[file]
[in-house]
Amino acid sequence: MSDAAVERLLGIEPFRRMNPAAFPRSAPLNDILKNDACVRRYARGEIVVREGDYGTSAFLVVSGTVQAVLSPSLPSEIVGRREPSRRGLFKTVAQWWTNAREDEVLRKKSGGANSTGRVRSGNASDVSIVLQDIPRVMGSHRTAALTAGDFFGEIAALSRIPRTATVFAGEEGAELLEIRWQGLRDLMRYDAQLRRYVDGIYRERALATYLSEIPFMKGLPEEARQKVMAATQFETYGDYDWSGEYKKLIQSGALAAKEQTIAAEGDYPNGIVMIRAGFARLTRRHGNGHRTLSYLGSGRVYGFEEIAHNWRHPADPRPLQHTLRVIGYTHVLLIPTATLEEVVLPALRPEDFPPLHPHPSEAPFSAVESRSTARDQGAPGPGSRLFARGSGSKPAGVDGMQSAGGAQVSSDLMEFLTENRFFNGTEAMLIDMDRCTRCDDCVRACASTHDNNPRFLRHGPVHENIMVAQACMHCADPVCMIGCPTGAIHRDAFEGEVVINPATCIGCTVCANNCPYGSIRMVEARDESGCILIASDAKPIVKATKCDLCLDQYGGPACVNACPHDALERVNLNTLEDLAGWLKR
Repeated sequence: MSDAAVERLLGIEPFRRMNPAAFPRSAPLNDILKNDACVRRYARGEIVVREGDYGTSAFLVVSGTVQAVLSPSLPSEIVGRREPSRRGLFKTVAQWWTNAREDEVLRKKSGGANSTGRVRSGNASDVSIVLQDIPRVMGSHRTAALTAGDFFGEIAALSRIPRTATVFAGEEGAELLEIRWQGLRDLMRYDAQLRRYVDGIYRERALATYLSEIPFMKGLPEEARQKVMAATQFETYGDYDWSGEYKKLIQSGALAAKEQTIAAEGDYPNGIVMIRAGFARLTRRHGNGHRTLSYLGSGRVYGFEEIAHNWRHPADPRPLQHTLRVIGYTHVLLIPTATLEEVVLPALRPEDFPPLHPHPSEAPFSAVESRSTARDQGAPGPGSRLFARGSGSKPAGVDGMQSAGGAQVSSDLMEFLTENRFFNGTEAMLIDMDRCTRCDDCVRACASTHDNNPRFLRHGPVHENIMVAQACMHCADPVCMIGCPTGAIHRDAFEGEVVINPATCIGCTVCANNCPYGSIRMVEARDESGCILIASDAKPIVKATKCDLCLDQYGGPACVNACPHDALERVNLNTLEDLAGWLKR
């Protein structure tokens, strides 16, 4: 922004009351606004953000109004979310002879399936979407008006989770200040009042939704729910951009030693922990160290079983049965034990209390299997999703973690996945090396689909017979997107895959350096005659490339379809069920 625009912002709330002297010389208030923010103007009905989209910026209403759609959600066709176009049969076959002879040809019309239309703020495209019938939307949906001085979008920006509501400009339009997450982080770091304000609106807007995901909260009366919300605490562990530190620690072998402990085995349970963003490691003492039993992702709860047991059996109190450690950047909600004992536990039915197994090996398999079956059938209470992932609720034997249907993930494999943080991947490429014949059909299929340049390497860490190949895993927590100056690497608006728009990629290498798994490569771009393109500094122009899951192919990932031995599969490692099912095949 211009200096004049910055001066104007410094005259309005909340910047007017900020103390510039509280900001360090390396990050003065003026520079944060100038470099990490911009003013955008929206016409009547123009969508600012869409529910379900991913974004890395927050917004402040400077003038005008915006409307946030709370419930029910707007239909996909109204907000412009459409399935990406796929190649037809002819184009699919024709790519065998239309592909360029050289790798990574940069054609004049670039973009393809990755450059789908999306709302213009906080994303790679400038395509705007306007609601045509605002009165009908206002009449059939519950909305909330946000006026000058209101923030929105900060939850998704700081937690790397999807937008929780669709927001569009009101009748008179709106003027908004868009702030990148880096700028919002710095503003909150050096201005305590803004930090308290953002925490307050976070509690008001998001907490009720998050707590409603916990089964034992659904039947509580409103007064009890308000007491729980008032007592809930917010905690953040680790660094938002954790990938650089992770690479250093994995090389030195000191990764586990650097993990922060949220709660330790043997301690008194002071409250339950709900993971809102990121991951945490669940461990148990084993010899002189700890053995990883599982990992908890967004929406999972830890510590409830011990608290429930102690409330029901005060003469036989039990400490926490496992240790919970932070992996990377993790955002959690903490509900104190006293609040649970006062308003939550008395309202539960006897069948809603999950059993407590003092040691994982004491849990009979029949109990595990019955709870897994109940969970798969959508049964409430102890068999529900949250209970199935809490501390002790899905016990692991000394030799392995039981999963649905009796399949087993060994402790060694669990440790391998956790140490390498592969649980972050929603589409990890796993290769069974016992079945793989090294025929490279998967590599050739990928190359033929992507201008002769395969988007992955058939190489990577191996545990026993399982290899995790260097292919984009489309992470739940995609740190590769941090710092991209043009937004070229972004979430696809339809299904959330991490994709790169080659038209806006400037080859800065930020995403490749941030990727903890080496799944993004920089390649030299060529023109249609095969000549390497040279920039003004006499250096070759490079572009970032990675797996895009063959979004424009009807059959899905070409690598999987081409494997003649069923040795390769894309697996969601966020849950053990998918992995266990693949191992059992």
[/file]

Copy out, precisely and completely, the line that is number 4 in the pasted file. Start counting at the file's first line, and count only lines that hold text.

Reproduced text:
């Protein structure tokens, strides 16, 4: 922004009351606004953000109004979310002879399936979407008006989770200040009042939704729910951009030693922990160290079983049965034990209390299997999703973690996945090396689909017979997107895959350096005659490339379809069920 625009912002709330002297010389208030923010103007009905989209910026209403759609959600066709176009049969076959002879040809019309239309703020495209019938939307949906001085979008920006509501400009339009997450982080770091304000609106807007995901909260009366919300605490562990530190620690072998402990085995349970963003490691003492039993992702709860047991059996109190450690950047909600004992536990039915197994090996398999079956059938209470992932609720034997249907993930494999943080991947490429014949059909299929340049390497860490190949895993927590100056690497608006728009990629290498798994490569771009393109500094122009899951192919990932031995599969490692099912095949 211009200096004049910055001066104007410094005259309005909340910047007017900020103390510039509280900001360090390396990050003065003026520079944060100038470099990490911009003013955008929206016409009547123009969508600012869409529910379900991913974004890395927050917004402040400077003038005008915006409307946030709370419930029910707007239909996909109204907000412009459409399935990406796929190649037809002819184009699919024709790519065998239309592909360029050289790798990574940069054609004049670039973009393809990755450059789908999306709302213009906080994303790679400038395509705007306007609601045509605002009165009908206002009449059939519950909305909330946000006026000058209101923030929105900060939850998704700081937690790397999807937008929780669709927001569009009101009748008179709106003027908004868009702030990148880096700028919002710095503003909150050096201005305590803004930090308290953002925490307050976070509690008001998001907490009720998050707590409603916990089964034992659904039947509580409103007064009890308000007491729980008032007592809930917010905690953040680790660094938002954790990938650089992770690479250093994995090389030195000191990764586990650097993990922060949220709660330790043997301690008194002071409250339950709900993971809102990121991951945490669940461990148990084993010899002189700890053995990883599982990992908890967004929406999972830890510590409830011990608290429930102690409330029901005060003469036989039990400490926490496992240790919970932070992996990377993790955002959690903490509900104190006293609040649970006062308003939550008395309202539960006897069948809603999950059993407590003092040691994982004491849990009979029949109990595990019955709870897994109940969970798969959508049964409430102890068999529900949250209970199935809490501390002790899905016990692991000394030799392995039981999963649905009796399949087993060994402790060694669990440790391998956790140490390498592969649980972050929603589409990890796993290769069974016992079945793989090294025929490279998967590599050739990928190359033929992507201008002769395969988007992955058939190489990577191996545990026993399982290899995790260097292919984009489309992470739940995609740190590769941090710092991209043009937004070229972004979430696809339809299904959330991490994709790169080659038209806006400037080859800065930020995403490749941030990727903890080496799944993004920089390649030299060529023109249609095969000549390497040279920039003004006499250096070759490079572009970032990675797996895009063959979004424009009807059959899905070409690598999987081409494997003649069923040795390769894309697996969601966020849950053990998918992995266990693949191992059992």